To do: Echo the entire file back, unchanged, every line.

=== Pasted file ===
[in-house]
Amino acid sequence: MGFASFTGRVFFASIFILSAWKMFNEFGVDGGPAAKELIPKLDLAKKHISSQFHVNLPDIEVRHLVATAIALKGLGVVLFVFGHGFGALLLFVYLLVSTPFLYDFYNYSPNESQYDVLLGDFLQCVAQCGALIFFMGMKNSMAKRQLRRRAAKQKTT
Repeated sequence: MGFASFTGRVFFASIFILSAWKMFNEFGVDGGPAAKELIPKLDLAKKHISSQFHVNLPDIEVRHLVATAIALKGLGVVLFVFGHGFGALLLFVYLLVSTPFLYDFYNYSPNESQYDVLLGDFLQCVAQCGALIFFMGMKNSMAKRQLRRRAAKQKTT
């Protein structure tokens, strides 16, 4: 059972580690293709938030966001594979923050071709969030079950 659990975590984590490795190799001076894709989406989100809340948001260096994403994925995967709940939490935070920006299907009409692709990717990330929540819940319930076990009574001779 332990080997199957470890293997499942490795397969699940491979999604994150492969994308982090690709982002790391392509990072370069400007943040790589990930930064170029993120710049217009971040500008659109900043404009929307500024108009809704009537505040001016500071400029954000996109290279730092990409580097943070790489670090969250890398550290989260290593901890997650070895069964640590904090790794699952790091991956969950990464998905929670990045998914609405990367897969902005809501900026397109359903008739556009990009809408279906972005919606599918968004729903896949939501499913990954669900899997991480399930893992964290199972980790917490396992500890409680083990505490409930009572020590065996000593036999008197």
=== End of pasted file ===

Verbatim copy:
[in-house]
Amino acid sequence: MGFASFTGRVFFASIFILSAWKMFNEFGVDGGPAAKELIPKLDLAKKHISSQFHVNLPDIEVRHLVATAIALKGLGVVLFVFGHGFGALLLFVYLLVSTPFLYDFYNYSPNESQYDVLLGDFLQCVAQCGALIFFMGMKNSMAKRQLRRRAAKQKTT
Repeated sequence: MGFASFTGRVFFASIFILSAWKMFNEFGVDGGPAAKELIPKLDLAKKHISSQFHVNLPDIEVRHLVATAIALKGLGVVLFVFGHGFGALLLFVYLLVSTPFLYDFYNYSPNESQYDVLLGDFLQCVAQCGALIFFMGMKNSMAKRQLRRRAAKQKTT
């Protein structure tokens, strides 16, 4: 059972580690293709938030966001594979923050071709969030079950 659990975590984590490795190799001076894709989406989100809340948001260096994403994925995967709940939490935070920006299907009409692709990717990330929540819940319930076990009574001779 332990080997199957470890293997499942490795397969699940491979999604994150492969994308982090690709982002790391392509990072370069400007943040790589990930930064170029993120710049217009971040500008659109900043404009929307500024108009809704009537505040001016500071400029954000996109290279730092990409580097943070790489670090969250890398550290989260290593901890997650070895069964640590904090790794699952790091991956969950990464998905929670990045998914609405990367897969902005809501900026397109359903008739556009990009809408279906972005919606599918968004729903896949939501499913990954669900899997991480399930893992964290199972980790917490396992500890409680083990505490409930009572020590065996000593036999008197």